Tyrone Taborn, publisher and founder of the Women of Color in Science, Technology, Engineering, and Math (STEM) Conference, once broke into the house of the first black woman to enlist in the United States Coast Guard.
Dr. Olivia J. Hooker reportedly died at her home in White Plains, N.Y. this week. She was 103 years old.
“I remember the first time I saw her,” said Taborn. “She and her sister were standing outside their house in the darkest of night. They had locked themselves out and called my cousin Doris Nicholson for help. Doris and I drove over. She had ME crawl into a small window because they were locked out.”
Taborn says at the time he didn’t know she was a survivor of the massacre of the African-American community of Greenwood, Tulsa; or a US Coast Guard veteran.
“They were my cousin Doris’ childhood friends who I would see on breaks from Cornell University. It was just two women waiting for help to arrive. She was a wonderfully smart woman who never shared that story with me,” Taborn said. “I feel like I lost out.”
“What a heartwarming story,” said retired Coast Guard Rear Admiral Stephen Rochon, who is photographed with U.S. Coast Guard Commandant Adm. Paul Zukunft and Dr. Hooker at the 2015 building dedication ceremony held to honor Dr. Hooker. (U.S. Coast Guard photo by Petty Officer 3rd Class Ali Flockerzi)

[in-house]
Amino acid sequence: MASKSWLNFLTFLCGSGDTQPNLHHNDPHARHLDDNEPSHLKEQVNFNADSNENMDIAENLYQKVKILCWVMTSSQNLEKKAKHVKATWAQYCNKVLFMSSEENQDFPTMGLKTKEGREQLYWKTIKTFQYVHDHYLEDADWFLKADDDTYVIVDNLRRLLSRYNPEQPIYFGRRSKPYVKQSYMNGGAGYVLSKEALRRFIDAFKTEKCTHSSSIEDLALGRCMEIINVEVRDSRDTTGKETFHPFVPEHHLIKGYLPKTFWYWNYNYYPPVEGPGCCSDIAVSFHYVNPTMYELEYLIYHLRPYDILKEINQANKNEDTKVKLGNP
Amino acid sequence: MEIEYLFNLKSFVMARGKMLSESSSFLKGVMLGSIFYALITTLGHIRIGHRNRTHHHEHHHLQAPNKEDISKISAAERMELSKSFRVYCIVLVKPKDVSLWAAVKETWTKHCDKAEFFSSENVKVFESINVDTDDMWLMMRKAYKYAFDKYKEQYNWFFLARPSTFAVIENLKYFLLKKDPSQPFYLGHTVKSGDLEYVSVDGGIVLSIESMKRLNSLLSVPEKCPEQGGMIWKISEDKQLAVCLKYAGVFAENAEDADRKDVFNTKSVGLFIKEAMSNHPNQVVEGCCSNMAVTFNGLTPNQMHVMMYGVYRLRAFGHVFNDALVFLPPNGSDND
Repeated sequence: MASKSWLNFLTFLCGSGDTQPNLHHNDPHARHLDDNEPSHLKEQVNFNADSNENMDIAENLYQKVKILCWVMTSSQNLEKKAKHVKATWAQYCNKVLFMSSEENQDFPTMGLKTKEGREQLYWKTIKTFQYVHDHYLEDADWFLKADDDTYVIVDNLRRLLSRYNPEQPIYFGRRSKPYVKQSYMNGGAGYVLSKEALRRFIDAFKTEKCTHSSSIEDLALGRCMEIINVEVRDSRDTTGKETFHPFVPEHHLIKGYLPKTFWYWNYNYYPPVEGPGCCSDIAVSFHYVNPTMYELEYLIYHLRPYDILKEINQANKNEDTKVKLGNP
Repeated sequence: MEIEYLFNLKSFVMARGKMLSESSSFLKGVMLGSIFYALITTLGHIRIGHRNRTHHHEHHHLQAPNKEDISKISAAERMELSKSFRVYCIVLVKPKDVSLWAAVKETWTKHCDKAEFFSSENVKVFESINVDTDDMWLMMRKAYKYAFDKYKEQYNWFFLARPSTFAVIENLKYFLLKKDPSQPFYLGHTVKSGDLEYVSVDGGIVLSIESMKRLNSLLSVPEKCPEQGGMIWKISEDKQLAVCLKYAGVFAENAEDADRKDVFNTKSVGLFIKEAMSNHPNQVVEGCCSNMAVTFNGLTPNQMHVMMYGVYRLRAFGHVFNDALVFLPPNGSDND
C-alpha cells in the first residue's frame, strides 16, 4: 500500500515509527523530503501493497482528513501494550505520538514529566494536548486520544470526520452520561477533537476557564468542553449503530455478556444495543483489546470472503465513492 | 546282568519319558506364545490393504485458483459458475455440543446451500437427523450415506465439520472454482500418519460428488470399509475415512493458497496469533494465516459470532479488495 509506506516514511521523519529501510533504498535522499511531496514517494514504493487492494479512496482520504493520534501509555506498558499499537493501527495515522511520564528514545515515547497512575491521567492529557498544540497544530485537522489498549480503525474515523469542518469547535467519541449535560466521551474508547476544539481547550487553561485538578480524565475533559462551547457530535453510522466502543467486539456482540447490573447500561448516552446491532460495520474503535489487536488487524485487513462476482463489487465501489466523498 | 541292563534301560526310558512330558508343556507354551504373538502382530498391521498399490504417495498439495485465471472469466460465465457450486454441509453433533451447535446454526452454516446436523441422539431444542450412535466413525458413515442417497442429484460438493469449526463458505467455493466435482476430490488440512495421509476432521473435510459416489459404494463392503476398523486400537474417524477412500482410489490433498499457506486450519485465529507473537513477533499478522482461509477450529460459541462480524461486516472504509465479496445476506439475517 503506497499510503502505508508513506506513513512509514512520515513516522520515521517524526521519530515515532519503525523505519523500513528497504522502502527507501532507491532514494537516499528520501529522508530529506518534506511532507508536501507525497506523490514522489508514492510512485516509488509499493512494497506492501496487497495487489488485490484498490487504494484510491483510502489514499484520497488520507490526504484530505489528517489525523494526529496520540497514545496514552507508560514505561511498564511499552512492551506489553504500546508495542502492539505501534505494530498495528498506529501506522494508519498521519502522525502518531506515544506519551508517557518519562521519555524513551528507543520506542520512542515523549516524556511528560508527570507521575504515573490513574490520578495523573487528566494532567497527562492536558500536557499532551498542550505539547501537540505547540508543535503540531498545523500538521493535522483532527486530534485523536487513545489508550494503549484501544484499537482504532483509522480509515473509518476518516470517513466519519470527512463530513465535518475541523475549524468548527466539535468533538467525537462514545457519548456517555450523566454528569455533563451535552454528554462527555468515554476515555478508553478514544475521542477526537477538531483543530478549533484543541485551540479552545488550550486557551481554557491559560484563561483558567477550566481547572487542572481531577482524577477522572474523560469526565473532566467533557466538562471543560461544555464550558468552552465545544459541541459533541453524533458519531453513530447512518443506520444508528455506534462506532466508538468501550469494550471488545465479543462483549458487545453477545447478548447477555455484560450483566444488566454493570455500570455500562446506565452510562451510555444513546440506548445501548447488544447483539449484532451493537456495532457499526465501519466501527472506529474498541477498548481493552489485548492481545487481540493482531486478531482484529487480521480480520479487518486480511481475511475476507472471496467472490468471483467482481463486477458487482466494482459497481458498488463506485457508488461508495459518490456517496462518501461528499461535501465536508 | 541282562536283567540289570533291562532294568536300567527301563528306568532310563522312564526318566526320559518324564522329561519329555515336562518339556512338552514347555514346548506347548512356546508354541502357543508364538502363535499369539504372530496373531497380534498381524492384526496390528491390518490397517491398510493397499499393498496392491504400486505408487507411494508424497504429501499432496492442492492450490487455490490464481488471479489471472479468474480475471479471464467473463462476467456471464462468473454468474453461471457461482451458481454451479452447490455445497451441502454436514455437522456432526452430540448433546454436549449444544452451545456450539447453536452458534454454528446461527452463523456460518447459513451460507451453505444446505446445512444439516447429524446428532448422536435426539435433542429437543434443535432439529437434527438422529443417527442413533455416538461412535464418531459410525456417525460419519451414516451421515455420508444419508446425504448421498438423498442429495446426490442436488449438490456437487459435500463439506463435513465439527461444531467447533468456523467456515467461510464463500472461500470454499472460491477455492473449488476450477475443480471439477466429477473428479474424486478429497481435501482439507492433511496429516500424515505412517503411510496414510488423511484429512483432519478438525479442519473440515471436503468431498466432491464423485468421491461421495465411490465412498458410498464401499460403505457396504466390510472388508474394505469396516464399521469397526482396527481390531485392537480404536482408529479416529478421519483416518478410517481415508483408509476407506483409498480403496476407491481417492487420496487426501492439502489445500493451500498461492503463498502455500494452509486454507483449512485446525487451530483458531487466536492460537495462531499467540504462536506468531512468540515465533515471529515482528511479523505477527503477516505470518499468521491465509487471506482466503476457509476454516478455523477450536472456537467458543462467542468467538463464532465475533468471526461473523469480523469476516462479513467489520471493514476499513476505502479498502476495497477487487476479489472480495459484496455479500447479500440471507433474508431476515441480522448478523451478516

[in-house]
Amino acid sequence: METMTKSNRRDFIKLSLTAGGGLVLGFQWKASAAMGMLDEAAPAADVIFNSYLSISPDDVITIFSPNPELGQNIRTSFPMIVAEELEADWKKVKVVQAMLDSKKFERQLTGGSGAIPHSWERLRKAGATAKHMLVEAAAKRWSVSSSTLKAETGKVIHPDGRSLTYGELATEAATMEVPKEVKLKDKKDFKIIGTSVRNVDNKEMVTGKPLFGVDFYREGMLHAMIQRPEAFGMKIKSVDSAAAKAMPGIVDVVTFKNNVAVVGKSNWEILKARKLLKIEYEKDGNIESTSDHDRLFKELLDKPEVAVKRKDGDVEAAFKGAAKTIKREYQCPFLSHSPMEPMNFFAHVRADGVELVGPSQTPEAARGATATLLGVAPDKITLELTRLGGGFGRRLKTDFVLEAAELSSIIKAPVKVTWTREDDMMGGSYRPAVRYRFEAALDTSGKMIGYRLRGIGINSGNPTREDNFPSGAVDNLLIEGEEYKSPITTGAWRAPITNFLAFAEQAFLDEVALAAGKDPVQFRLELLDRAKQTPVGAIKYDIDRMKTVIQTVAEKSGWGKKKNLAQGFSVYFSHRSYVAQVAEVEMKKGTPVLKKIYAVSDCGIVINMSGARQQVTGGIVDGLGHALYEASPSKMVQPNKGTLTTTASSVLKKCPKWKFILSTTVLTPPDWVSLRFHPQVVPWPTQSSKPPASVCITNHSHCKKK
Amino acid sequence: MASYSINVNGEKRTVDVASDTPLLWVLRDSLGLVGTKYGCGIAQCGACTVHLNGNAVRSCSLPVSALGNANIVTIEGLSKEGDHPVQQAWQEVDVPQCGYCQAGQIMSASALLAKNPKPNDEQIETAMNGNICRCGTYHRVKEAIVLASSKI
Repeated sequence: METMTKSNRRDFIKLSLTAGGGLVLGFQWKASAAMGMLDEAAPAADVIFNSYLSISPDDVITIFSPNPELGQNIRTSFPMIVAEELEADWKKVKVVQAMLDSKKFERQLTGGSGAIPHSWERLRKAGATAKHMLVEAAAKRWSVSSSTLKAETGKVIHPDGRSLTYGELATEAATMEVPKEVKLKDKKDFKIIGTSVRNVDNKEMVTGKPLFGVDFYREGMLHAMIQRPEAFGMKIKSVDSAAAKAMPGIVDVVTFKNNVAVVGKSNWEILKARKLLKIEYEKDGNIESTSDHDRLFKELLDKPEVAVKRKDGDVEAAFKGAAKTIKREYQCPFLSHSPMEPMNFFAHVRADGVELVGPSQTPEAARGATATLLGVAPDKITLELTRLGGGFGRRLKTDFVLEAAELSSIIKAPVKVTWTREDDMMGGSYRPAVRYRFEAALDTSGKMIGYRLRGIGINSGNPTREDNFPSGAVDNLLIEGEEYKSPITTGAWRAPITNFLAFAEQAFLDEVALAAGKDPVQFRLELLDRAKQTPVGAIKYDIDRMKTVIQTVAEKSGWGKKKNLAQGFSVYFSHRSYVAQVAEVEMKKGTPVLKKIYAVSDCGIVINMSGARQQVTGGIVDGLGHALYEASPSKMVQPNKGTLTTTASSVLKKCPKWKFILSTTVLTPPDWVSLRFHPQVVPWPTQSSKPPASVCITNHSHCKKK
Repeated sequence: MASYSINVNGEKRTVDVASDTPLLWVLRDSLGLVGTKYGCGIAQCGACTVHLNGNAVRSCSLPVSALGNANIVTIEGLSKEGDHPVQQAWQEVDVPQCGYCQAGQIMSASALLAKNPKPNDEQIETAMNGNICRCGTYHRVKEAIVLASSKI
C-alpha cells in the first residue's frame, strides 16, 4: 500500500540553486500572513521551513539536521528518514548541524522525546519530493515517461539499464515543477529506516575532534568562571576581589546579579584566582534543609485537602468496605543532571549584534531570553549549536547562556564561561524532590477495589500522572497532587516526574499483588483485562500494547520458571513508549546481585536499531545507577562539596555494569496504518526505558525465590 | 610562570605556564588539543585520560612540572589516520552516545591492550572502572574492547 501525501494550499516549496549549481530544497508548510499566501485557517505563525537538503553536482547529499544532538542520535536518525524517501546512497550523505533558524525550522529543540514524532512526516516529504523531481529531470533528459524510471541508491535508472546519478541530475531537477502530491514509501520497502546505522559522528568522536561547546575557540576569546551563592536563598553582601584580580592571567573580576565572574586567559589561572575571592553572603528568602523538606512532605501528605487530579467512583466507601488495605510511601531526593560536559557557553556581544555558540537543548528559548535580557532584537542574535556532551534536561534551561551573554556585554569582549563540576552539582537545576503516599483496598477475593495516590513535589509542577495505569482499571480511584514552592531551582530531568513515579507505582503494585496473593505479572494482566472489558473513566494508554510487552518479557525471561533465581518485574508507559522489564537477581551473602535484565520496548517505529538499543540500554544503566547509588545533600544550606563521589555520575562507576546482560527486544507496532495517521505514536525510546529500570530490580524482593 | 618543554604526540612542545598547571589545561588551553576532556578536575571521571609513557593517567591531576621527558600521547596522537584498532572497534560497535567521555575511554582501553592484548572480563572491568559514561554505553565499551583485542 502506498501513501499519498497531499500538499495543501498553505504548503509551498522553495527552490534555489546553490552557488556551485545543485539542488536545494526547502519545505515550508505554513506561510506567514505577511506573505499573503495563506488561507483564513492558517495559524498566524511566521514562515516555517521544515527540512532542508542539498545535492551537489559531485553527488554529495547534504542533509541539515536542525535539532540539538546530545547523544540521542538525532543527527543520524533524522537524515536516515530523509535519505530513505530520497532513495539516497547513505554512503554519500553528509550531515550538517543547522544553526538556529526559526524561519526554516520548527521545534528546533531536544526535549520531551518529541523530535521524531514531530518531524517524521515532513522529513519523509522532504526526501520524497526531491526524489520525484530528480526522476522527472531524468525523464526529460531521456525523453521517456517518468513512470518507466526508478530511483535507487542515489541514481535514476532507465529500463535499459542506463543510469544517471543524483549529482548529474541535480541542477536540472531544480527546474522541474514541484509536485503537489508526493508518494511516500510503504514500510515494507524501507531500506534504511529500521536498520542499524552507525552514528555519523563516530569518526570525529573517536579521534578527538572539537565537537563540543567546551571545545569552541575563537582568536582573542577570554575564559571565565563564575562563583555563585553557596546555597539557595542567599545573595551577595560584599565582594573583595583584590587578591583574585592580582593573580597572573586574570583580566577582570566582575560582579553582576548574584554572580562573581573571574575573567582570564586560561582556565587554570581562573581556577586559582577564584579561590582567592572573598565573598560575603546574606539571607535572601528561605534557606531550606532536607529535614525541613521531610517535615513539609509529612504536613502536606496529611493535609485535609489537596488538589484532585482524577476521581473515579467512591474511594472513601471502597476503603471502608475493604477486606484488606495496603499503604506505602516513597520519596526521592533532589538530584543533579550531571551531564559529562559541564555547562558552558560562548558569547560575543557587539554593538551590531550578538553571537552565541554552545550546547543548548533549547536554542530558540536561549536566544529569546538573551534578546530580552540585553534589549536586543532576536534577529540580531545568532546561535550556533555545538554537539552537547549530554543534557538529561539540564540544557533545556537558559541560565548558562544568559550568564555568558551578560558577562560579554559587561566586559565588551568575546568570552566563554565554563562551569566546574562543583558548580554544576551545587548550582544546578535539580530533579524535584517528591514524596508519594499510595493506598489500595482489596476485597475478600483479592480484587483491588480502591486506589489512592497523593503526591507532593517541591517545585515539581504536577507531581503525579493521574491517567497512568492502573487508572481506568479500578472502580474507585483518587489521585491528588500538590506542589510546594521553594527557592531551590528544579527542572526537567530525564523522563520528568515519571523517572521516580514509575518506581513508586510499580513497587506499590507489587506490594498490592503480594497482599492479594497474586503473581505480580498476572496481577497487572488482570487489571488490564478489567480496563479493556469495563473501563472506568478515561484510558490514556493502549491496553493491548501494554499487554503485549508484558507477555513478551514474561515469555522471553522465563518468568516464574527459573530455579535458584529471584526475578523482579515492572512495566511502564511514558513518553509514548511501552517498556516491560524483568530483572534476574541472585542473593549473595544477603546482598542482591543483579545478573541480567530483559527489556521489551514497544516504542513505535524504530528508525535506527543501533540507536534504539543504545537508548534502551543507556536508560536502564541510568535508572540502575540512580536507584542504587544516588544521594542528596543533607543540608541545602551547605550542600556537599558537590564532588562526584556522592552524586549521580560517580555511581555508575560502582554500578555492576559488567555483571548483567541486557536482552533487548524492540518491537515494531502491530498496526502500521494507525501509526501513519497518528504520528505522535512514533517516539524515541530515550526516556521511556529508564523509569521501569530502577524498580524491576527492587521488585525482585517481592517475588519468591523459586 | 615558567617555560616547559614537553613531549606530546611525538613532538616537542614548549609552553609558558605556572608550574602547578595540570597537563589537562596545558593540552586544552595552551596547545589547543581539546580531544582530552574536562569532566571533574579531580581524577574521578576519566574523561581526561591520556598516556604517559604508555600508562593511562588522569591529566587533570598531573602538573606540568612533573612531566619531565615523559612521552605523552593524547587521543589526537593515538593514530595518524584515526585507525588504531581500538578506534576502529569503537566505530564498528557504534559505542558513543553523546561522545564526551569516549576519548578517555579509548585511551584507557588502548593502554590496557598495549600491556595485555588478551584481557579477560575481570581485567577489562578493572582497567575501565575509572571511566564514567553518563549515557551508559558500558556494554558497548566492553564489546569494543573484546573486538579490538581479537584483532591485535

She was recognized for her distinguished service to the Coast Guard and her outstanding efforts in serving and helping others.
During World War II, Hooker was the first African American female admitted into the United States Coast Guard in February 1945.
She joined the service as a Semper Paratus, Always Ready or SPAR, the acronym used for female service personnel during World War II.
A Fordham psychology professor emerita Olivia Hooker survived the Tulsa Race Riots of 1921 and working as a prominent researcher in school psychology.
Born in Muskogee, Okla., on Feb. 12, 1915, Olivia was one of five children. She graduated from Ohio State in 1937, then taught elementary school in Columbus, Ohio. In 1947, she received a master’s degree in psychology from Teachers College at Columbia University. In 1961, she earned a doctorate from the University of Rochester.